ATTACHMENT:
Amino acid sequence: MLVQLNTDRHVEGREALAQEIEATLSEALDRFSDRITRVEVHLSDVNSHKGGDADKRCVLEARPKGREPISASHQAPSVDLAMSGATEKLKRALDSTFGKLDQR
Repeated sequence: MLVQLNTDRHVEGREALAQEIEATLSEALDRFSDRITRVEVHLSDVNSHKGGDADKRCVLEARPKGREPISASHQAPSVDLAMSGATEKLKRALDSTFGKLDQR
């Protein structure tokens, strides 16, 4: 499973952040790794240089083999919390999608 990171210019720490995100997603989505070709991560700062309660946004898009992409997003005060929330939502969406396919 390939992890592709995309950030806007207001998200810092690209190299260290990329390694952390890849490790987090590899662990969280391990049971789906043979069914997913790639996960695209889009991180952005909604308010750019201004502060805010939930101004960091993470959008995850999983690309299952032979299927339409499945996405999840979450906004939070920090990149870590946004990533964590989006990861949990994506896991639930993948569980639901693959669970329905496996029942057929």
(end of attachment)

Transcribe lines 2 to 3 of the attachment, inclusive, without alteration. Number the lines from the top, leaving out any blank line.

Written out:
Repeated sequence: MLVQLNTDRHVEGREALAQEIEATLSEALDRFSDRITRVEVHLSDVNSHKGGDADKRCVLEARPKGREPISASHQAPSVDLAMSGATEKLKRALDSTFGKLDQR
């Protein structure tokens, strides 16, 4: 499973952040790794240089083999919390999608 990171210019720490995100997603989505070709991560700062309660946004898009992409997003005060929330939502969406396919 390939992890592709995309950030806007207001998200810092690209190299260290990329390694952390890849490790987090590899662990969280391990049971789906043979069914997913790639996960695209889009991180952005909604308010750019201004502060805010939930101004960091993470959008995850999983690309299952032979299927339409499945996405999840979450906004939070920090990149870590946004990533964590989006990861949990994506896991639930993948569980639901693959669970329905496996029942057929």